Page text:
June, 2017 was definitely “nostalgia month” for the old guy here. You saw how many blog entries I devoted to The Pin Shoot, the reincarnation of the iconic handgun/rifle/shotgun match Richard Davis founded more than 40 years ago. For about two dozen years, that match was the one vacation I guaranteed myself annually, and nineteen years later going back to it was like a high school reunion. Hell, I’m still buzzed over it.
However, my “nostalgia month” had begun earlier in June, when I taught a MAG-20 (Armed Citizens Rules of Engagement) class at the great old Wilson Hill Pistol Club in Manchester, NH. Back in the ‘60s, I was nineteen years old when my friend Nolan Santy took me there to give traditional bulls-eye pistol shooting a try. My only suitable gun at the time was a pre-WWII Colt Match Target Woodsman .22, and on the first try I managed to score a 263 out of 300 possible points…and was promptly hooked. Earlier in my teens I had shot informal competition at the “turkey shoots” held by local sportsmen’s clubs around the Granite State where I grew up, but formal competition was a new high. I’ve been doing it in one form or another ever since, though I had gotten into the more practical “combat shooting” games by my mid-twenties.
The club was much the same as I remembered it, which in turn is much the same as it was when Wilson Hill was founded in 1935 and has become something of an icon among traditional shooters. For many years, the club hosted the annual NH State Gallery Pistol (.22 caliber) Championship.
I learned more than I can say from some of the great shooters there: Al Payant, Fran SanSouci, Ken Howard, Stan Dzadura, and many more. Perhaps the one guy I learned the most from was a local hero, Don Mara, USMC. Don won many medals as a combat Marine in Vietnam during that period, and as a shooter, he was the guy to beat for the State Championship, which he held God knows how many years. While all the other heavy hitters were shooting expensive target pistols, Don used a $57 Ruger Mark I and kicked mucho boo-tay, proving it’s about the shooter a lot more than about the gun, the Indian more than the arrow.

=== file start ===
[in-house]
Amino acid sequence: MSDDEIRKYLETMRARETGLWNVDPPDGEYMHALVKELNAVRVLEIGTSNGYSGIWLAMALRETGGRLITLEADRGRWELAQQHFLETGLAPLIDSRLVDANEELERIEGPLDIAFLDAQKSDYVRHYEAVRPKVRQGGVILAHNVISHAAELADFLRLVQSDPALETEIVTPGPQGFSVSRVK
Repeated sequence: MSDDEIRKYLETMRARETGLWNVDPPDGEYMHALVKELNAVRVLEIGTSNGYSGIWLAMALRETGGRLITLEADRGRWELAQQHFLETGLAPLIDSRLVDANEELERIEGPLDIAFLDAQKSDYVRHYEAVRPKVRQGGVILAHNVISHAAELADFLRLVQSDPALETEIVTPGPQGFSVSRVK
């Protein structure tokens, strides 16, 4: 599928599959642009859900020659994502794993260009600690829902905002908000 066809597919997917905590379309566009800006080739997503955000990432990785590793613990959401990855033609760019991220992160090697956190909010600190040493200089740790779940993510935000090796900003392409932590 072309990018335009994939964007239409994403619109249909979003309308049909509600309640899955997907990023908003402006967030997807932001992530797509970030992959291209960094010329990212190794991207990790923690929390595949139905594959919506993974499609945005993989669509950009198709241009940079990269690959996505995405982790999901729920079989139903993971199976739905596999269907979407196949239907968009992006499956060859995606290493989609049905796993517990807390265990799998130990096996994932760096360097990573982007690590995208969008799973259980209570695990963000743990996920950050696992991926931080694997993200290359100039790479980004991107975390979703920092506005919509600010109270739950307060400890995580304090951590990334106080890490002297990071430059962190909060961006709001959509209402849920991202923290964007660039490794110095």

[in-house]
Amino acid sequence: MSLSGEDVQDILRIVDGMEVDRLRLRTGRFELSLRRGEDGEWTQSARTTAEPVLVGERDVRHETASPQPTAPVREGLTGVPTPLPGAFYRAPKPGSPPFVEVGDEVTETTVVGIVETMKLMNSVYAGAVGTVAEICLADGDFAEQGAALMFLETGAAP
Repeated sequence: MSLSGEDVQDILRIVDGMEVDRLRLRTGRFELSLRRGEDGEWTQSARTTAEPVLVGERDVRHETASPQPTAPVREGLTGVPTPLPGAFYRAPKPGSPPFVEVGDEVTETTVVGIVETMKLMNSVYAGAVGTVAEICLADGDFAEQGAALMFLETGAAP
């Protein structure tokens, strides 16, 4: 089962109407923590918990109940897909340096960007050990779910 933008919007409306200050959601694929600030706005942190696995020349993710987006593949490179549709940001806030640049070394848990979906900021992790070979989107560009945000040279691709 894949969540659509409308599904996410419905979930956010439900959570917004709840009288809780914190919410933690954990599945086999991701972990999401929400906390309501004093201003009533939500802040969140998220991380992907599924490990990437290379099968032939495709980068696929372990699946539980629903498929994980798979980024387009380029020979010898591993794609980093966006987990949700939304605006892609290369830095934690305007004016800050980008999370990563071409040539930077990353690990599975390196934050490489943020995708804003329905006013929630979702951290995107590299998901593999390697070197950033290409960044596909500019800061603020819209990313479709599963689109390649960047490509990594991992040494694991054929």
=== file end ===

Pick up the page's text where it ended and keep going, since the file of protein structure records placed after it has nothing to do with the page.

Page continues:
I got to meet Don again in June, after almost 40 years. He retired from the Corps as a Sergeant-Major, and is still globe and anchor through and through. And he still, at about 78, mentors new shooters. He’s the kind of person who makes you proud to be part of the gun culture.
Under training director Al MacArthur, Wilson Hill has become a local hub of firearms safety and self-defense training. It was great to see this iconic gun club keeping up with the times without losing its sense of tradition.
Even if it did make me feel kinda old…
Great memories, great sport, great freedom, great country.
Again with this weblog kicking major boo-tay by bringing those of us without the good fortune to be present in person along for the ride! This made my day as a good vibes tale of great times is always a fine pick me up.
Cheers Mas, cheers all!
While not on topic, I want to say something that I’ve been meaning to say for some time: